Dr. Donna Salzman, clinical trial principal investigator and director of clinical services and education at the Bone Marrow Transplant and Cellular Therapy Unit at the University of Alabama at Birmingham Hospital, describes the results of the two-year clinical trial using High Emissivity Aluminiferous Luminescent Substrate, or HEALS technology. Previously used for plant growth experiments in space, scientists have used HEALS technology to develop a device that uses 670 nanometers of light as treatment for oral mucositis — a common and extremely painful side effect of chemotherapy and radiation treatment. Salzman noted the WARP 75 could offer patients several benefits: better nutrition, since eating can be difficult with painful mouth and throat sores; less narcotic use to treat mouth and throat pain; and an increase in patient morale — all of which can contribute to shorter hospital stays and less potential for infection. (NASA/Higginbotham)
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Glowing red light from High Emissivity Aluminiferous Luminescent Substrate, or HEALS technology, has been proven to aid in the healing of human wounds, burns, diabetic skin ulcers and oral mucositis.

Glowing red light from High Emissivity Aluminiferous Luminescent Substrate, or HEALS technology — previously used to grow plants for space experiments — also has been proven to aid in the healing of human wounds, burns, diabetic skin ulcers and oral mucositis — a common and extremely painful side effect of chemotherapy and radiation treatment. NASA has partnered with Quantum Devices Inc. (QDI), of Barneveld Wis., to develop the WARP 75 light delivery system device for wound healing. A two-year clinical trial using the WARP 75 device on cancer patients undergoing bone marrow or stem cell transplants, concluded that there was a 96-percent chance that the improvement in pain relief of those in the high-risk patient group was the result of the HEALS treatment. The clinical trial was funded by NASA’s Innovative Partnerships Program at the Marshall Space Flight Center in Huntsville, Ala. The NASA program works with industry and commercial partners to spinoff space technology and adapt it for new, innovative applications. (NASA/Higginbotham)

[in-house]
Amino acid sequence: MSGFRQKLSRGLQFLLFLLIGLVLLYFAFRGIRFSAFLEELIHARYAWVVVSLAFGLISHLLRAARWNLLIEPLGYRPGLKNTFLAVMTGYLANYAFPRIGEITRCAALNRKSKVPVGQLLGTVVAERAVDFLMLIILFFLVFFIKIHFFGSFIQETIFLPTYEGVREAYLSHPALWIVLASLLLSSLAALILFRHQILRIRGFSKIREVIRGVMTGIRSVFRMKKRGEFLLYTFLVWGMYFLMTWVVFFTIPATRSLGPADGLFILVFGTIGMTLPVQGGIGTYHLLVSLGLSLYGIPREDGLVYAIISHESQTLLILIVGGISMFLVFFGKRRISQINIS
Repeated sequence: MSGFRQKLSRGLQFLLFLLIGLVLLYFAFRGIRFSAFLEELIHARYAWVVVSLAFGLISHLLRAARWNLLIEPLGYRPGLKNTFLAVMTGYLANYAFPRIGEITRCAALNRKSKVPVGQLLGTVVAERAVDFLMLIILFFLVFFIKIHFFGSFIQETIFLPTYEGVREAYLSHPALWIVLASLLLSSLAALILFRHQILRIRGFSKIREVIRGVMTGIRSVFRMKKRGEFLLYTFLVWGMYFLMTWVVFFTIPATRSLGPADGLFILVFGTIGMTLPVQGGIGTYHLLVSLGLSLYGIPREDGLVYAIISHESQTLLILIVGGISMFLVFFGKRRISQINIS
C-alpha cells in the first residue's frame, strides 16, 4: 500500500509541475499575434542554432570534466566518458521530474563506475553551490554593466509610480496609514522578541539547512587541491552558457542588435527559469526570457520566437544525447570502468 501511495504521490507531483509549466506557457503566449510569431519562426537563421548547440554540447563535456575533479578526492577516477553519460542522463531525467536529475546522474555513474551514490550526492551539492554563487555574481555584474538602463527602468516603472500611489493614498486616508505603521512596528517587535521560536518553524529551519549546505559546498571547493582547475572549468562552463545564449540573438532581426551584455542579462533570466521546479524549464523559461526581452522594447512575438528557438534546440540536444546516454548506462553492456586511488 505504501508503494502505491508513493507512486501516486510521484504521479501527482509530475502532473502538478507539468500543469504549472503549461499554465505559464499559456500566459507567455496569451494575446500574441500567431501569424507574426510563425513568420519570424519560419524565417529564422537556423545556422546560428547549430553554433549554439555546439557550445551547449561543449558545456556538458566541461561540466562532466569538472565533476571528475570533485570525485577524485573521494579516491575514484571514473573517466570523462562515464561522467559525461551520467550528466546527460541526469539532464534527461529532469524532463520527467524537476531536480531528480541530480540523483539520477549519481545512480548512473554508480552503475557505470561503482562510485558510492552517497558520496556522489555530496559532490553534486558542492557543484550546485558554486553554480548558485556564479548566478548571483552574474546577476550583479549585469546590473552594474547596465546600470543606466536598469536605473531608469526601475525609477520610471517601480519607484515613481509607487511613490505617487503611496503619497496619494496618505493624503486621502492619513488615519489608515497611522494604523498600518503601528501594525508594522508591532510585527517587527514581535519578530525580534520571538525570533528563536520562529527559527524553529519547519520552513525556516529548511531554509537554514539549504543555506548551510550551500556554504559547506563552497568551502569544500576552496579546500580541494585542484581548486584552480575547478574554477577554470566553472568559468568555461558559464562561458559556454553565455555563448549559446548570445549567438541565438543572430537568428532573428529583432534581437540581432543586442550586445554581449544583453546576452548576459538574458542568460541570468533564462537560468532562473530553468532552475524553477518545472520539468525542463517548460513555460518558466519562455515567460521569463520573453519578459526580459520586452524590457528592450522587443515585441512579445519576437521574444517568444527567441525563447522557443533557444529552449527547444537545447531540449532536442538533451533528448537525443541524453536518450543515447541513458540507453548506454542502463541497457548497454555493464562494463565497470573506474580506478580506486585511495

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Special High Emissivity Aluminiferous Luminescent Substrate, or HEALS technology developed for NASA's commercial plant growth experiments in space is helping to treat cancer and save lives on Earth.

Special High Emissivity Aluminiferous Luminescent Substrate, or HEALS technology developed for NASA’s commercial plant growth experiments in space is helping to treat cancer and save lives on Earth. NASA has partnered with Quantum Devices Inc. (QDI) of Barneveld Wis., to develop the WARP 75 light delivery system device for wound healing. A two-year clinical trial using the WARP 75 device on cancer patients undergoing bone marrow or stem cell transplants, concluded that there was a 96-percent chance that the improvement in pain relief of those in the high-risk patient group was the result of the HEALS treatment. The clinical trial was funded by NASA’s Innovative Partnerships Program at the Marshall Space Flight Center in Huntsville, Ala. The NASA program works with industry and commercial partners to spinoff space technology and adapt it for new, innovative applications. (NASA/Higginbotham)
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The WARP 75 light delivery system

The WARP 75 light delivery system is a wound-healing device made by Quantum Devices Inc. of Barneveld, Wis. The device is derived from a light delivery system providing High Emissivity Aluminiferous Luminescent Substrate, or HEALS technology to grow plant experiments in space. It is a small 3.5-inch by 4.5-inch (90 by 145-millimeter) portable, flat array of special, lot-set-aside, chip-on-board mount Light Emitting Diodes (LEDs). A nurse practitioner places the WARP 75 on the outside of a patient’s cheek where it shines for just over a minute each day, promoting wound healing and preventing mouth sores caused by radiation and chemotherapy. NASA’s Innovative Partnerships Program works with industry and commercial partners to spinoff space technology and adapt it for new, innovative applications. (NASA/Higginbotham)